MEXICO CITY (Reuters) – At least 15 heads of state will attend the December presidential inauguration of Mexico’s Andres Manuel Lopez Obrador, including fellow leftist Nicolas Maduro of Venezuela, the president-elect’s pick to be foreign minister said on Friday.

Among the confirmed presidents who will attend are fellow leftists like Maduro and Bolivia’s Evo Morales, but also conservatives like Colombia’s Ivan Duque and Paraguay’s Mario Abdo Benitez.

Marcelo Ebrard, who is set to serve as Lopez Obrador’s foreign minister, revealed the updated attendee list for the Dec. 1 swearing-in ceremony in a series of posts on Twitter.

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Mexico Deals With Storm Damage as Willa Weakens

10/24/2018 – Wall Street Journal

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Photo: Alfredo Estrella/Agence France-Presse/Getty Images

MEXICO CITY—Willa weakened rapidly Wednesday to a tropical depression over Mexico as authorities worked to assess damage from a storm that hit the Pacific coast as a Category 3 hurricane.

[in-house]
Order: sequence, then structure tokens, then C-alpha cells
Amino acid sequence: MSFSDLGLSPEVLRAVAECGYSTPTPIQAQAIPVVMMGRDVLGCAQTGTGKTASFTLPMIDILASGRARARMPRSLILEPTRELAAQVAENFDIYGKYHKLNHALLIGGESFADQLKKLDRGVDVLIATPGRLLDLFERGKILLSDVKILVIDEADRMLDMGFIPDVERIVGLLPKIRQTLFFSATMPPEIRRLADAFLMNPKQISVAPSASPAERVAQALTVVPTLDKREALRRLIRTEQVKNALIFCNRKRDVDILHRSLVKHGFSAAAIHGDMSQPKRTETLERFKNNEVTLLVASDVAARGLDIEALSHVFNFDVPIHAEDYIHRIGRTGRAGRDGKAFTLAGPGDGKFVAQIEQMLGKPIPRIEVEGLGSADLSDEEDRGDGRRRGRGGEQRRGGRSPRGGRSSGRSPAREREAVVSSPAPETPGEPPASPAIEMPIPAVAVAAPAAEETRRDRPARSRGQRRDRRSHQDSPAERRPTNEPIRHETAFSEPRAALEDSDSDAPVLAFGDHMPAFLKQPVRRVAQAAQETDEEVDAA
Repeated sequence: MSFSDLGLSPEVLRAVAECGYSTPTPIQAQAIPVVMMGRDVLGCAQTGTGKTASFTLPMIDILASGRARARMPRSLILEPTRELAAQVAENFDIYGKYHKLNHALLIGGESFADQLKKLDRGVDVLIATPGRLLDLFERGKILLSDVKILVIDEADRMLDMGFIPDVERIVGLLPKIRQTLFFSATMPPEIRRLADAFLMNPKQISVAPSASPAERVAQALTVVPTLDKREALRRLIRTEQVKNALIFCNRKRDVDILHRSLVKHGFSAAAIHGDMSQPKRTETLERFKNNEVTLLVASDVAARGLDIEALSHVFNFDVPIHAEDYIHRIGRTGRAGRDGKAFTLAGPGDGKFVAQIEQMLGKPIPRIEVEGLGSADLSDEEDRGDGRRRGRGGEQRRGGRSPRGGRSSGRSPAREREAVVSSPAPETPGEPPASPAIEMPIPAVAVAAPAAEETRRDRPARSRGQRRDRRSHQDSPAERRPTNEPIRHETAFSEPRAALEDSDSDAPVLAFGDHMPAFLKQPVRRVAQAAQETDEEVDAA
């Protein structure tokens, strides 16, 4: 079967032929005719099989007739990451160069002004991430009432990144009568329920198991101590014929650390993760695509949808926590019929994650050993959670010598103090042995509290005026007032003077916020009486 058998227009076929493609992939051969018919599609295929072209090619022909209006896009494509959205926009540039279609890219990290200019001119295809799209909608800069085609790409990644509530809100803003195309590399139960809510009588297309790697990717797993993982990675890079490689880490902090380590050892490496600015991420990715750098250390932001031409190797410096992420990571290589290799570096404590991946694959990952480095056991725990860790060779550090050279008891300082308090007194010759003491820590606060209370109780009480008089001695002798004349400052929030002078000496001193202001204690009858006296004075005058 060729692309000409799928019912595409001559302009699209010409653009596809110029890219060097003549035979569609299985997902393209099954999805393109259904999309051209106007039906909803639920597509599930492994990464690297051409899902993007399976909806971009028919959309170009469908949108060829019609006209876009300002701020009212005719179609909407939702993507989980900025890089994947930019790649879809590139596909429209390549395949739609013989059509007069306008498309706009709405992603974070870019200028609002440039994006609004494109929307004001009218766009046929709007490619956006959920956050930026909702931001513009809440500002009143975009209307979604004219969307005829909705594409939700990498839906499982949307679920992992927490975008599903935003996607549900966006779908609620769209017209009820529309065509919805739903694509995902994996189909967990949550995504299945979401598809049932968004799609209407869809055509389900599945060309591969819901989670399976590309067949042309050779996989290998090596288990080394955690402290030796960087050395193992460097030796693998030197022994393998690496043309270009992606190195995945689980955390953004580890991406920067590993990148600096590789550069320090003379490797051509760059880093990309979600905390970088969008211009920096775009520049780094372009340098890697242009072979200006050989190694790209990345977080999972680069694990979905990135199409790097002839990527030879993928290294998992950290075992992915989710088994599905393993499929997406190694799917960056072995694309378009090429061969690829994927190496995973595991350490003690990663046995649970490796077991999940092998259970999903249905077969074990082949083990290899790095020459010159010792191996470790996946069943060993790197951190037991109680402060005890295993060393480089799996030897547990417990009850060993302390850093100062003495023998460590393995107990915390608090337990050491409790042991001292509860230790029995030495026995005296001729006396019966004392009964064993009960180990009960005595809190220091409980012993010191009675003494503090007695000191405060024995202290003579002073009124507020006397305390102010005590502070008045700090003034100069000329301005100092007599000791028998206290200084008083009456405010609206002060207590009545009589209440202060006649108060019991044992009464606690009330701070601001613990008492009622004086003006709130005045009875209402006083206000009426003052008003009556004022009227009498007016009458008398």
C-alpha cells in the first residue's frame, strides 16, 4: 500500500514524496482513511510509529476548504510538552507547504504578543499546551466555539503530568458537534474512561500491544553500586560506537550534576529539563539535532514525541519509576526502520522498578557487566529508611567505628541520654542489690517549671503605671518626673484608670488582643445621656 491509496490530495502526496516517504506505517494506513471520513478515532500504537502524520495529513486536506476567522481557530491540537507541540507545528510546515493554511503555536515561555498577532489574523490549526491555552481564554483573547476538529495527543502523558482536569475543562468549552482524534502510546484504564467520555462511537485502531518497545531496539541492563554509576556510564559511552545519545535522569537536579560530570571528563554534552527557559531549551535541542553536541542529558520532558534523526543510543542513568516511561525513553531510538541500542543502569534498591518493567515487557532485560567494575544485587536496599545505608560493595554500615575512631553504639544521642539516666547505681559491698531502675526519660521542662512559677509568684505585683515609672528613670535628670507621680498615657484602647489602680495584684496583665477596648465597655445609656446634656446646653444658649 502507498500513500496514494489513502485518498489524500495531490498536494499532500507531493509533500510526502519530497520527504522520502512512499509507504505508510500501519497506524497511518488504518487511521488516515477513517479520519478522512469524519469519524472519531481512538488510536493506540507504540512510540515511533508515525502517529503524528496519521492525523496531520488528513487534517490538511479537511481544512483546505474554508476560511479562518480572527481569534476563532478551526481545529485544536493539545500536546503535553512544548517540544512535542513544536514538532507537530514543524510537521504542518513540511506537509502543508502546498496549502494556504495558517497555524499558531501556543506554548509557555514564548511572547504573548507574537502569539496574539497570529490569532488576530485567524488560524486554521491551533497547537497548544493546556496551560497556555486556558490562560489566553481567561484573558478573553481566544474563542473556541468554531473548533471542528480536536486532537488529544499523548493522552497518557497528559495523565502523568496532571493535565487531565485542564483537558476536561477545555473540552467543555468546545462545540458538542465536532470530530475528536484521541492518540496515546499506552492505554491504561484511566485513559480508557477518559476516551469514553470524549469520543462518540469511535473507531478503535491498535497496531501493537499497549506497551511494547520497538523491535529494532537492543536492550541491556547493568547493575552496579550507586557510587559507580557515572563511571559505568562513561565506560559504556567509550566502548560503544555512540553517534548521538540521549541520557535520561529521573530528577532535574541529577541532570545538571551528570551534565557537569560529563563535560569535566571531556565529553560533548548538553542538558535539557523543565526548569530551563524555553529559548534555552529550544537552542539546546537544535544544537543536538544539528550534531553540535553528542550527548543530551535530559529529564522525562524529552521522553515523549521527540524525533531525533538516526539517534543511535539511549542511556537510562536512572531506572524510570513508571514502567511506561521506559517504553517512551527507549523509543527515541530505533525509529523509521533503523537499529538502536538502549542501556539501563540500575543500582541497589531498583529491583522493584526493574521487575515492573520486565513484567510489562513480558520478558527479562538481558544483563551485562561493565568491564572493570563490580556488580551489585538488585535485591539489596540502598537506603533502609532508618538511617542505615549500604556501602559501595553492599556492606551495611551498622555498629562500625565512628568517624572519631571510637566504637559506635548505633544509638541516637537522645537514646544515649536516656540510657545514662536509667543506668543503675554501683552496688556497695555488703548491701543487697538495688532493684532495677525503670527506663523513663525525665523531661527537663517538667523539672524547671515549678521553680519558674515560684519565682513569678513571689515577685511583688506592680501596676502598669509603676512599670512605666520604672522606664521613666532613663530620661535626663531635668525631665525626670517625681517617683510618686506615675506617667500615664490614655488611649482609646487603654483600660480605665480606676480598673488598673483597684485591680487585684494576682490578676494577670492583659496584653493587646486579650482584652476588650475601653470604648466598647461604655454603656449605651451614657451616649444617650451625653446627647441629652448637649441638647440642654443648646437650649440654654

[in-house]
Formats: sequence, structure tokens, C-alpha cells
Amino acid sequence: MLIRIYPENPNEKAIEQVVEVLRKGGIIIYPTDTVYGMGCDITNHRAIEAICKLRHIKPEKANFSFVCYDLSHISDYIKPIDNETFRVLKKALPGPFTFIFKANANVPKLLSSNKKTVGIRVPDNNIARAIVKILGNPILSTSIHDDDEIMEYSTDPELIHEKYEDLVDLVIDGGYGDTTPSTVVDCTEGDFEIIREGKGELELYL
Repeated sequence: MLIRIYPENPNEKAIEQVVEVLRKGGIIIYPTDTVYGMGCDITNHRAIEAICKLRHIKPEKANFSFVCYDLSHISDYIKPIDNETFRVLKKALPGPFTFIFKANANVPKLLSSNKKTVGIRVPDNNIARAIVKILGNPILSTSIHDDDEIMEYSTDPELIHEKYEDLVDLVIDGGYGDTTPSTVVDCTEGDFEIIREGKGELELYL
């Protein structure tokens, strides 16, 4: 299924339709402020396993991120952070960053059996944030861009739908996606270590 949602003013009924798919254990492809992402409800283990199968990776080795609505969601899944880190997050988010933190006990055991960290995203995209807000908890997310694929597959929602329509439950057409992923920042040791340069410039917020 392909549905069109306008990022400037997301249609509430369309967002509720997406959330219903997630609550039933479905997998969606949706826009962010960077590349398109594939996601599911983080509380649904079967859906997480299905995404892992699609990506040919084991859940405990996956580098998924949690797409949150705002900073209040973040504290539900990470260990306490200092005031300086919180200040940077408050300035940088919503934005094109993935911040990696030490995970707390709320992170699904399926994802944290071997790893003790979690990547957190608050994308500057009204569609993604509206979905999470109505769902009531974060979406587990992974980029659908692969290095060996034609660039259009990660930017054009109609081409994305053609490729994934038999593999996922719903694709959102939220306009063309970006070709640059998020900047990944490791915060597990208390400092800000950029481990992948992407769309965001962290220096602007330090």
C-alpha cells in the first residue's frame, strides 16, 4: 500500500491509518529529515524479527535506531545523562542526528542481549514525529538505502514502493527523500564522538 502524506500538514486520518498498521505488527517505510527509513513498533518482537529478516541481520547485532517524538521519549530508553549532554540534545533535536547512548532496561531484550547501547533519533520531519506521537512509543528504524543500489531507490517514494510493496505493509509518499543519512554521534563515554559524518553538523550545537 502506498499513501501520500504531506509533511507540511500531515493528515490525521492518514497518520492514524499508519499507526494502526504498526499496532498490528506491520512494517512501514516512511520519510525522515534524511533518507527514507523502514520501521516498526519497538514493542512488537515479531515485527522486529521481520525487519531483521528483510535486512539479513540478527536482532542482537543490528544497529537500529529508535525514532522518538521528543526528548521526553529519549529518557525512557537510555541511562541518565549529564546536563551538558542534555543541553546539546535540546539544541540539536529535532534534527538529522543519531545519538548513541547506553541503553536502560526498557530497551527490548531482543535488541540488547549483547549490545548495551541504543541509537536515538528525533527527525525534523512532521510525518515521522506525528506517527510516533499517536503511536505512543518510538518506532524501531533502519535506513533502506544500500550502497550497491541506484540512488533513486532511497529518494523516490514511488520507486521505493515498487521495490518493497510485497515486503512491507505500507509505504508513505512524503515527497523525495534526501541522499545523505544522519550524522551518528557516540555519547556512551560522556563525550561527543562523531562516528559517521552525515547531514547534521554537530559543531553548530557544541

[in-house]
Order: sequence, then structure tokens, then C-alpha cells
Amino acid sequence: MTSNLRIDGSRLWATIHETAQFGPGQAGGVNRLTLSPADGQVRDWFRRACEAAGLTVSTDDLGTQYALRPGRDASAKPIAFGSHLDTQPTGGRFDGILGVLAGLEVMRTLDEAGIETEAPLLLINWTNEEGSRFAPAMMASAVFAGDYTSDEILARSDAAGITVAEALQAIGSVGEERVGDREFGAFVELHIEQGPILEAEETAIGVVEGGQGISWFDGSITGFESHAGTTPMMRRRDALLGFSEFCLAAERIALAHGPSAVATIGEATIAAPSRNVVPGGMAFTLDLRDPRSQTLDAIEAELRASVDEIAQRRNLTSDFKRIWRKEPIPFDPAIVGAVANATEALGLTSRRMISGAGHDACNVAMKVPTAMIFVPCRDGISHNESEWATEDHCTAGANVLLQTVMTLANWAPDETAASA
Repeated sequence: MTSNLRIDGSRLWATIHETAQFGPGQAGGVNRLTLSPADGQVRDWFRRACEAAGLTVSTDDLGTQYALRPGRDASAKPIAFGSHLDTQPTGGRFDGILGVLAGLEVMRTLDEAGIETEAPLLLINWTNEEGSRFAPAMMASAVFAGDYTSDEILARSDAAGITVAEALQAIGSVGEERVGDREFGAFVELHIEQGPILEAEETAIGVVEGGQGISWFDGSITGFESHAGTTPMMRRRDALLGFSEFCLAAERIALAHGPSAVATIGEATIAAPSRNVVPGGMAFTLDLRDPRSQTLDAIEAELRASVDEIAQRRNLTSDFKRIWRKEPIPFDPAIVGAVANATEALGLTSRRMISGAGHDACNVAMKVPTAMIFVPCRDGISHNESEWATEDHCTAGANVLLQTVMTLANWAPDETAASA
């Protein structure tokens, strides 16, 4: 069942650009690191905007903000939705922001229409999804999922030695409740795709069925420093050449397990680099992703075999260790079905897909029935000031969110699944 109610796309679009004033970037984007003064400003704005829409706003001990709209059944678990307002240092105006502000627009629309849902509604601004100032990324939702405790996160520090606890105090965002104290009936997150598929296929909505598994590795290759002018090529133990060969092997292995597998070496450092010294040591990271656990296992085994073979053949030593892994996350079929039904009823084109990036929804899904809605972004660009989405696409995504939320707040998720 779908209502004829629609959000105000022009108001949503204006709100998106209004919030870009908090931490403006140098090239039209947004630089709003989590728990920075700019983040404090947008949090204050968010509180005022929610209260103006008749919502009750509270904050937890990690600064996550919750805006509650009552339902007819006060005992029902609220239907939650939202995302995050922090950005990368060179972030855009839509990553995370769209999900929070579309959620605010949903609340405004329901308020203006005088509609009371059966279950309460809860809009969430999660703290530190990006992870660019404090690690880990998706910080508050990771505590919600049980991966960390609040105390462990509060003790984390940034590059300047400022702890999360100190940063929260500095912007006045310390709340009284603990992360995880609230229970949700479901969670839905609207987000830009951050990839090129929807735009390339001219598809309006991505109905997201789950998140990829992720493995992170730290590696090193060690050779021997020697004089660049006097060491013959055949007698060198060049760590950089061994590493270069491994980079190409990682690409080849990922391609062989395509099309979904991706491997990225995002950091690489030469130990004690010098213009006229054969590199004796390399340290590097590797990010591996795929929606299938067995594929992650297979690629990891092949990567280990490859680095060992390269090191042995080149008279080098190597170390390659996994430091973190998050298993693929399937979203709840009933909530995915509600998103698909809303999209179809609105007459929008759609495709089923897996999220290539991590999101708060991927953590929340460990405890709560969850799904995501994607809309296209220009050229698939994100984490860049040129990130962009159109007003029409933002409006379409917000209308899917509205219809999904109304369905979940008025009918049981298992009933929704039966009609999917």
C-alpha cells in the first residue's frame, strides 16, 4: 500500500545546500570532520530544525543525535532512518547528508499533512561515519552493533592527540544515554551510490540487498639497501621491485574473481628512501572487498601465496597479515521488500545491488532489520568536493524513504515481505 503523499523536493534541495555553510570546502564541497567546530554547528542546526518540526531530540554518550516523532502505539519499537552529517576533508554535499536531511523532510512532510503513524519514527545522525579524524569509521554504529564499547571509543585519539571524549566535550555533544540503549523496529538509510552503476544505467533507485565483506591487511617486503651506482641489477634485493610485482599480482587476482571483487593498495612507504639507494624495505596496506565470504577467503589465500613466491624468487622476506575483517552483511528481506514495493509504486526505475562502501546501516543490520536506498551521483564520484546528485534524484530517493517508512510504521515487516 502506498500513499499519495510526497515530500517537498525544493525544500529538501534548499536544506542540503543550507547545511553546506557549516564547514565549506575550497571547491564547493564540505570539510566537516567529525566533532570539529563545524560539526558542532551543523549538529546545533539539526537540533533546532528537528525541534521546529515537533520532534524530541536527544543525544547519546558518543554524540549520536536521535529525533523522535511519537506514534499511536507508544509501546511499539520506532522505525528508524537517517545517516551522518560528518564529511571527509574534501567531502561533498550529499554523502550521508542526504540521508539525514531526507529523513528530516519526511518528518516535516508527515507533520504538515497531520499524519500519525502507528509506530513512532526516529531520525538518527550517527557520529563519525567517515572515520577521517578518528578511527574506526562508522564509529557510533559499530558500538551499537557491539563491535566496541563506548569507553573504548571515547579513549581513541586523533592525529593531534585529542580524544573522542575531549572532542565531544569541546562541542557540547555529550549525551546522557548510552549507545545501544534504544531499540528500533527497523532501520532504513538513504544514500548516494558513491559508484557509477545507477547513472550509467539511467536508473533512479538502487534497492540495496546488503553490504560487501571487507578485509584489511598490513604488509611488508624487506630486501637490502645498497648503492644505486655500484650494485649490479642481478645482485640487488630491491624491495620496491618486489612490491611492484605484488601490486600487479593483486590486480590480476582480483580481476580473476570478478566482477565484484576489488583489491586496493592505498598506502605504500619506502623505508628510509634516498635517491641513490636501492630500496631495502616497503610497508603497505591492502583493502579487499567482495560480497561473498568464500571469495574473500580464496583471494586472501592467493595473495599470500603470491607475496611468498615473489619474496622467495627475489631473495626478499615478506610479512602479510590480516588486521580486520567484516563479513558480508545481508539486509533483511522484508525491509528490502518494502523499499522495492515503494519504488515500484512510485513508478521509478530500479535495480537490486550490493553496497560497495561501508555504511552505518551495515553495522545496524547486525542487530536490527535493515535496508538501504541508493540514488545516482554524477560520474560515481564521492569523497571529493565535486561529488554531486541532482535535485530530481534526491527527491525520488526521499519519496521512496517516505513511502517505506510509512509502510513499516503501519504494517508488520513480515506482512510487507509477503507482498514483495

There were no early reports of deaths caused by the storm, which made landfall Tuesday night at Isla del Bosque in Sinaloa state, about 50 miles southeast of the Pacific port of Mazatlán.

Sinaloa Governor Quirino Ordaz said there were no deaths in the state, but a significant amount of material damage in Escuinapa municipality, where the center of the storm hit.

“There are a lot of posts knocked down and fallen trees, there’s no electricity or drinking water service,” he told the Televisa network.

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Mexican radio host Carmen Aristegui to return to airwaves

09/28/2018 – The Washington Post 

21925977329_1875391f93_kThe crusading journalist who once led Mexico’s top-rated radio news broadcast has got her own radio program again, 3 ½ years after she was fired after reporting about the president’s mansion.

Journalist Carmen Aristegui will broadcast a three-hour morning program for Grupo Radio Centro starting Oct. 17.

Aristegui was fired from MVS Radio in March 2015, a few months after publishing a report that President Enrique Pena Nieto had purchased a house with financing from a frequent government contractor.